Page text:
Hi, my name is Dalibor Popović Mikša (follow me on Facebook!), and I’m from Belgrade, Serbia. The medium I’ve used for the last 5 years is watercolor, but besides that, I use pencil, acrylic and wire-installations.
I graduated from the Academy of Art University of Banja Luka. A couple of years ago, I saw on the Internet watercolors done by Andrew Wyeth, Alvaro Castagnet and Joseph Zbukvic and under their influence I entered into the world of watercolor. From that moment, watercolor painting influenced my approach in other painting technique (mist, detail omission, connecting shapes, etc.)
LIGHT AND CONNECTING SHAPES
The light is probably the main theme of all my works. Considering that I prefer to paint in studio using photographs, instead of plein air painting, I developed the ability to recognize the right photography with expressed contrast of light and shadow.
This contrast could be strong and sharp or soft and discreet. In both cases it is important to paint connecting shapes before drying, because it is the good and easy way of making atmosphere in watercolor.
DRAWING AND GEOMETRY
The base of all of my paintings in watercolor or any other technique is a solid drawing which dictates the composition and dynamics of a painting.
One of the reasons I mainly choose urban landscapes is the strong presence of geometry and straight lines, as well as the contrast the lines make to irregularly shaped objects. I also like to emphasise tram overhead lines and other electrical installations that can be seen in the streets. Playing with lines is an important part of my watercolor paintings.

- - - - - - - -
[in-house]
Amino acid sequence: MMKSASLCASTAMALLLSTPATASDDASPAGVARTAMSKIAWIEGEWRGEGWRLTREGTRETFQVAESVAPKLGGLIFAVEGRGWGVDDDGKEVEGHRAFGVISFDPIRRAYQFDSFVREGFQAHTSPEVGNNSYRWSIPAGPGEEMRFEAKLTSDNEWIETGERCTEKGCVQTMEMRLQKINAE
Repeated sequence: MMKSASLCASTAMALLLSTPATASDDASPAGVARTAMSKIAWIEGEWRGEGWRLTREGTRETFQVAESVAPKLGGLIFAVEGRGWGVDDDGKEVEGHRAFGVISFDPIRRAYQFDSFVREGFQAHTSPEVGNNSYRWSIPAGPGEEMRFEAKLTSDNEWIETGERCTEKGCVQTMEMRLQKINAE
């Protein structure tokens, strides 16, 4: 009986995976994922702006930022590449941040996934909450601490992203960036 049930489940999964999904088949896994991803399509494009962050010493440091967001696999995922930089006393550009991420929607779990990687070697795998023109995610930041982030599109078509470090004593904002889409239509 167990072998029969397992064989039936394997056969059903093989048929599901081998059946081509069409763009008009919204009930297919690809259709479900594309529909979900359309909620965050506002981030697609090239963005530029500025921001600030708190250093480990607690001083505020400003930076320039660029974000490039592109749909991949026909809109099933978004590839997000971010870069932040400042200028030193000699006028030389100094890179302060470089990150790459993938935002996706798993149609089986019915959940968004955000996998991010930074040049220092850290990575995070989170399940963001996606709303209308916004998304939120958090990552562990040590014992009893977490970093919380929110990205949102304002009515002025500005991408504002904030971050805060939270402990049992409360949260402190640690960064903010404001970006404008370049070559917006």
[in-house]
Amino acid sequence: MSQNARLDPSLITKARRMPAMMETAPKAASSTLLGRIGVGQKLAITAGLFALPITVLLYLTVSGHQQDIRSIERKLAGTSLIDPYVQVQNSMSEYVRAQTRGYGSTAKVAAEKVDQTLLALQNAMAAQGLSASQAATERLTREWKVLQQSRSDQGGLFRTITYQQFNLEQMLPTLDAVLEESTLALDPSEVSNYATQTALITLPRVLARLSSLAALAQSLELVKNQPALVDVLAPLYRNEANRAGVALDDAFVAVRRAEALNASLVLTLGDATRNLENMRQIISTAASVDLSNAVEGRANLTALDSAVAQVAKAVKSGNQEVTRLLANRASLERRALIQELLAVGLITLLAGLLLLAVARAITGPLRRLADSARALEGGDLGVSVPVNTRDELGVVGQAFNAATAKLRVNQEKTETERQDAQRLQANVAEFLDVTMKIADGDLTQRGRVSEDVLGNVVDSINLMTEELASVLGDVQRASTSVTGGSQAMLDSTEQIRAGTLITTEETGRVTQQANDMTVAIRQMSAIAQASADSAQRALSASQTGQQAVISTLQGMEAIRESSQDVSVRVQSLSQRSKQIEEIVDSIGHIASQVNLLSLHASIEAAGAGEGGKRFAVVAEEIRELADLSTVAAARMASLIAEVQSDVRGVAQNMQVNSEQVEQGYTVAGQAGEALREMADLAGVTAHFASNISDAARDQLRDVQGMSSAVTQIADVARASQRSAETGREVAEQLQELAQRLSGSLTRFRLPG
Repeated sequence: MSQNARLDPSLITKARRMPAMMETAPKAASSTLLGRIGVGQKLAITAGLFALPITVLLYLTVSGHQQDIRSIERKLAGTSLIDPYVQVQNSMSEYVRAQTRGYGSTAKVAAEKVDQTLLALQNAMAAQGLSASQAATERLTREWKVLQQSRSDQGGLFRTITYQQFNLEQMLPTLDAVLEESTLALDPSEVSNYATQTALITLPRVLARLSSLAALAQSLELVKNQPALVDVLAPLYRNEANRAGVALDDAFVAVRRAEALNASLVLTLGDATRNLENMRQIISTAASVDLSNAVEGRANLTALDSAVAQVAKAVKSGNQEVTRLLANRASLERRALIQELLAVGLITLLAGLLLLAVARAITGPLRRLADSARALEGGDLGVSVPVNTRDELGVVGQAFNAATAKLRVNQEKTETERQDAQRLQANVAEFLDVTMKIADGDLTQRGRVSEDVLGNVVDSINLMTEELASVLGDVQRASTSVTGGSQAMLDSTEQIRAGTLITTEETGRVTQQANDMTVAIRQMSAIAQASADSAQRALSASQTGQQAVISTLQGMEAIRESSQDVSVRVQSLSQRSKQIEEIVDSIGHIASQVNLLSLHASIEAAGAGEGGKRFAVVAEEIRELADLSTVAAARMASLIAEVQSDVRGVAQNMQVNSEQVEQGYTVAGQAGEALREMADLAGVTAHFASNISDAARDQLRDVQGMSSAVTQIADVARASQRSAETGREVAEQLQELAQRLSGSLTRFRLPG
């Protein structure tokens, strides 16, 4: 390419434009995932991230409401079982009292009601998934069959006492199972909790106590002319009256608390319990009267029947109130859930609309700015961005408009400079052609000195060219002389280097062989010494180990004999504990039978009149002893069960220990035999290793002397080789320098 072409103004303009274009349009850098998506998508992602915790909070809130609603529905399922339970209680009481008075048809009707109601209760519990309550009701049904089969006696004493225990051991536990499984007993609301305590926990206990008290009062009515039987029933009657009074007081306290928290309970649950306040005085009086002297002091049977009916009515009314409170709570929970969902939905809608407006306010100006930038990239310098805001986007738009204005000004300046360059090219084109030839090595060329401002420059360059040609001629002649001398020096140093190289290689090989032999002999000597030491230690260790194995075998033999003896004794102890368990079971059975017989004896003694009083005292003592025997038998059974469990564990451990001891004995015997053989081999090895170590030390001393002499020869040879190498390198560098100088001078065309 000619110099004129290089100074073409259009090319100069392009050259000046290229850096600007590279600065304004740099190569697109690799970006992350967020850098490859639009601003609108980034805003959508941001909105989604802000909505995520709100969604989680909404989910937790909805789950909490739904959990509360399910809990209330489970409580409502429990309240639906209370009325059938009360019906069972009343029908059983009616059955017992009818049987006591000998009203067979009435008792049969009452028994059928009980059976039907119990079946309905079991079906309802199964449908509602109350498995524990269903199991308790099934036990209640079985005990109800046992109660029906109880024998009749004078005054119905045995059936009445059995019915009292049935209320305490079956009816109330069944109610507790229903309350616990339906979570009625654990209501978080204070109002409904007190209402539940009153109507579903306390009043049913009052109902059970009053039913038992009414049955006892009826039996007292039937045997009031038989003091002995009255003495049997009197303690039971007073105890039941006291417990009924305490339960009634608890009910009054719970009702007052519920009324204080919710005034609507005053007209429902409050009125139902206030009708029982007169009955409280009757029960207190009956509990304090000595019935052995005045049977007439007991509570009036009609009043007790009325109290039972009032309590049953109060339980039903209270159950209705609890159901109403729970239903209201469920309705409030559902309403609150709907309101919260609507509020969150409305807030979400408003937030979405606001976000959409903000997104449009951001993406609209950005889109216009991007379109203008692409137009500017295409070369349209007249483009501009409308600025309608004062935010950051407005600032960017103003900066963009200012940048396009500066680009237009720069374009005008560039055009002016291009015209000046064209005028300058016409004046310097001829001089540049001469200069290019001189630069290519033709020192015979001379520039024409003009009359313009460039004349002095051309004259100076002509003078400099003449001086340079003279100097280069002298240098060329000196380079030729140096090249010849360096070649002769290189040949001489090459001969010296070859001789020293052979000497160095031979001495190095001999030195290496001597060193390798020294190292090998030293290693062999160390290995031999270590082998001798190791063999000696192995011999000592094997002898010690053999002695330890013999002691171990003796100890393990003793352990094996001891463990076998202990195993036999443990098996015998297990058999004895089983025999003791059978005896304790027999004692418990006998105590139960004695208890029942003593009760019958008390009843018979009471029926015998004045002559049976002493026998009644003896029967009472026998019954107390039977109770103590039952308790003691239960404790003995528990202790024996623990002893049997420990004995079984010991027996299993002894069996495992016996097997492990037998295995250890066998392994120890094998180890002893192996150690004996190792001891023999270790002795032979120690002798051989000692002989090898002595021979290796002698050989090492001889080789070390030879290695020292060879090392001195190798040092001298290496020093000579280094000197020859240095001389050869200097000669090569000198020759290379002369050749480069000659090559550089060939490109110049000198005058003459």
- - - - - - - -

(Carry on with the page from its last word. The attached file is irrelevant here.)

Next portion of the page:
The palette of colors in my watercolor paintings is generally dim and mostly comprised of various shades of grey with a tendency towards warmer or cooler nuances.
I often get those shades of grey from burnt sienna and ultramarine. As opposed to darkness, brightly colored accents appear on pedestrians, traffic lights, advertisements etc.
Except light, the basic idea of my expression is the unfinished part of the picture – the contrast between hyperrealism and total lack of details. The biggest challenge is finding a best way to do that, and recognize the moment to stop painting.
It is especially hard to achieve in watercolor because it does not allow mistakes. So, I try to plan in advanced but at the same time to let my intuition guide me.
I would like to say thanks to Charlie for featuring me and to support his idea to create dooodlewash.com.
Greetings from BelgradeRecommend0 recommendationsPublished in